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Volume Six Winter-Spring 2011-2012 Numbers 3-4.
THE POLITICAL ECONOMY OF CHINESE CAPITAL IN SUB-SAHARAN AFRICA: IMPLICATIONS FOR GOVERNANCE
Department of Political Studies,
University of Cape Town
Published online: February 10, 2017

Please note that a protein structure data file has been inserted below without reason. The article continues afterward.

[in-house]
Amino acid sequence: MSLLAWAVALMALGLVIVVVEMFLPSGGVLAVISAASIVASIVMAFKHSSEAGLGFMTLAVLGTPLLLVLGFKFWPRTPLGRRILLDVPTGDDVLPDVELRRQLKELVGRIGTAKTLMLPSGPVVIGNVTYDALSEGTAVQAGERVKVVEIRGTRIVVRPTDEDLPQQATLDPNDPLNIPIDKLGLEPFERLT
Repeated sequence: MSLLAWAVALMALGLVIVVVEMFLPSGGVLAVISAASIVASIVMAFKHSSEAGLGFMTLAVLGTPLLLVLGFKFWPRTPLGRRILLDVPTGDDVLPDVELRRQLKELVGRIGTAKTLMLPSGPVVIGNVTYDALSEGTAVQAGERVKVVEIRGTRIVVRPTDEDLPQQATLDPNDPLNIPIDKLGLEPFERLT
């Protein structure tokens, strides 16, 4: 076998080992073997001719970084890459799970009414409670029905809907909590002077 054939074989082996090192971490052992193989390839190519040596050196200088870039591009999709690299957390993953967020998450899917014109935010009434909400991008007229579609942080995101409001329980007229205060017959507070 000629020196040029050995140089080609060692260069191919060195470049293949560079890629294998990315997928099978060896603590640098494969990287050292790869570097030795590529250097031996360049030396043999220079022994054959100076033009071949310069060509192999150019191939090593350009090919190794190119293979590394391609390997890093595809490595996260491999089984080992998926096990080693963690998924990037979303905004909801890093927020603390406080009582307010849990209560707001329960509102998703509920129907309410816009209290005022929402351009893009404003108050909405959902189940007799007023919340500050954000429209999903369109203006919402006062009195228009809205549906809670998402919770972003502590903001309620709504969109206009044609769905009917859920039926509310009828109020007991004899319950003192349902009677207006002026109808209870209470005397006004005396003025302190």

China has emerged as the largest investor in Sub-Saharan Africa. Chinese capital has funded numerous projects in various sectors of African economies, especially in the extractive industries. China has also become Africa’s largest trading partner and Beijing’s development assistance has increased significantly. Yet, while the region celebrates the discovery of a new “partner in development”, a debate has emerged about the long-term implications of Chinese investment for governance in the region. Unlike western capital which comes with intrusive human rights and governance-related conditionalities, China de-emphasizes these conditions in line with the principles of the “China-Africa Partnership” and in the process encouraging authoritarian governance. This article makes two central arguments: Beijing’s engagement with Sub-Saharan Africa is motivated more by a preservation of China’s national interest rather than a genuine desire to assist Africa, and China’s current policy of condoning bad governance is a recipe for future conflicts and ultimate retardation of development in the region. The study is informed by the realist approach which sees states as motivated largely by a desire for self-preservation and the protection of national interests in the conduct of international relations. It analyses China’s growing interest and investments in the region and demonstrates that the development of African host economies is tangential to the overriding objective of deepening Chinese influence in Africa in a post-cold war era.